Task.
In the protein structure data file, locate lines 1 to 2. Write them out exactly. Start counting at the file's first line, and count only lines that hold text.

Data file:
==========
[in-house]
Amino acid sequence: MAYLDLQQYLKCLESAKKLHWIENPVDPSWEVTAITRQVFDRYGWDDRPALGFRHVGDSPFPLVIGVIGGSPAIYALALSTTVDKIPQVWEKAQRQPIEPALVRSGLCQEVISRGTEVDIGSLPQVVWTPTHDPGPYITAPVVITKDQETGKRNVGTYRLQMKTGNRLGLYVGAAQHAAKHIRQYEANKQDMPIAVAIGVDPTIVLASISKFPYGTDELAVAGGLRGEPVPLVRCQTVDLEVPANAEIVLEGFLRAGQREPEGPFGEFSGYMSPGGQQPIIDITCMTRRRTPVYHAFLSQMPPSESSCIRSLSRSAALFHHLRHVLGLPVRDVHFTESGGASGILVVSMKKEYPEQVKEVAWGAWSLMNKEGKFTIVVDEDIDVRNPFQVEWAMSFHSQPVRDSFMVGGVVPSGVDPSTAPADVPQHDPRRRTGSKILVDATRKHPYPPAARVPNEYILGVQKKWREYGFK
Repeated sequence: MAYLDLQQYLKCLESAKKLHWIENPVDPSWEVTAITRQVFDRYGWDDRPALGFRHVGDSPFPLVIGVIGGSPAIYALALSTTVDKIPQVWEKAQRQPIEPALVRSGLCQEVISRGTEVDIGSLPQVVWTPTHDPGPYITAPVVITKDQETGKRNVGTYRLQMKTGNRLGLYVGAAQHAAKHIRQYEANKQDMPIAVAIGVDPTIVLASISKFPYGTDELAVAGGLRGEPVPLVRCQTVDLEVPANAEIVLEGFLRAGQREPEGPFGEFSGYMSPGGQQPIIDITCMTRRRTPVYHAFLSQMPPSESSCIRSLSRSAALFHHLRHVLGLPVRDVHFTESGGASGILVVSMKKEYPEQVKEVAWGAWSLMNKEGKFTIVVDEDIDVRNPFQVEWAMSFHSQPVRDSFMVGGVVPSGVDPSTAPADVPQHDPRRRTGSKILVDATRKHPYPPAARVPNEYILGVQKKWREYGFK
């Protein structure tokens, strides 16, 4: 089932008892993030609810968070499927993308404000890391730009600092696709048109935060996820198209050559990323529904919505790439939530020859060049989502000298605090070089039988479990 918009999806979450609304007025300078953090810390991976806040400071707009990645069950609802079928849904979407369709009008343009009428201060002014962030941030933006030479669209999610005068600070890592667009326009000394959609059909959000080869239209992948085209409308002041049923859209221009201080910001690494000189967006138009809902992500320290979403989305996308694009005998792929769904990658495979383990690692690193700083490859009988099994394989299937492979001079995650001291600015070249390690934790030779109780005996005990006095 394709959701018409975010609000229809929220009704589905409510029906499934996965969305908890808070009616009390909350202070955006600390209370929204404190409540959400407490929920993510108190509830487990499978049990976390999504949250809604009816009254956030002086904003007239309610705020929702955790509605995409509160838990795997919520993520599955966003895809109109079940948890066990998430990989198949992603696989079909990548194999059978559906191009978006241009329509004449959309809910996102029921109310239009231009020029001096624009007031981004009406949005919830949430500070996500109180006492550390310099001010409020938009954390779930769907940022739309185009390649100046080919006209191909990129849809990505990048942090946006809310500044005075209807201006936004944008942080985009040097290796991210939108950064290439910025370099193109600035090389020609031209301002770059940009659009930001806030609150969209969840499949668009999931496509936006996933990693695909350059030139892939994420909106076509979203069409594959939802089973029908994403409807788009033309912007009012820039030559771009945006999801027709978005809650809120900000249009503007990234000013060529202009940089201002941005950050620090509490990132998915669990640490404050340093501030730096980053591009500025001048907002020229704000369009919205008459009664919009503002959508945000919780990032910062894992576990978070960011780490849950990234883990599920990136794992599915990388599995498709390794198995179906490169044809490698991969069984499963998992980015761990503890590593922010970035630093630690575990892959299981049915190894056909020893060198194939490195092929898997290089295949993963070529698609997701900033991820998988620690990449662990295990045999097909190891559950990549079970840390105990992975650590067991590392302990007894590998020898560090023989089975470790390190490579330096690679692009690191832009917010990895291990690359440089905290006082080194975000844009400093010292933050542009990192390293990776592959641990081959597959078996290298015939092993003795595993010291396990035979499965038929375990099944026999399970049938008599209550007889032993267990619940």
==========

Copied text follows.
[in-house]
Amino acid sequence: MAYLDLQQYLKCLESAKKLHWIENPVDPSWEVTAITRQVFDRYGWDDRPALGFRHVGDSPFPLVIGVIGGSPAIYALALSTTVDKIPQVWEKAQRQPIEPALVRSGLCQEVISRGTEVDIGSLPQVVWTPTHDPGPYITAPVVITKDQETGKRNVGTYRLQMKTGNRLGLYVGAAQHAAKHIRQYEANKQDMPIAVAIGVDPTIVLASISKFPYGTDELAVAGGLRGEPVPLVRCQTVDLEVPANAEIVLEGFLRAGQREPEGPFGEFSGYMSPGGQQPIIDITCMTRRRTPVYHAFLSQMPPSESSCIRSLSRSAALFHHLRHVLGLPVRDVHFTESGGASGILVVSMKKEYPEQVKEVAWGAWSLMNKEGKFTIVVDEDIDVRNPFQVEWAMSFHSQPVRDSFMVGGVVPSGVDPSTAPADVPQHDPRRRTGSKILVDATRKHPYPPAARVPNEYILGVQKKWREYGFK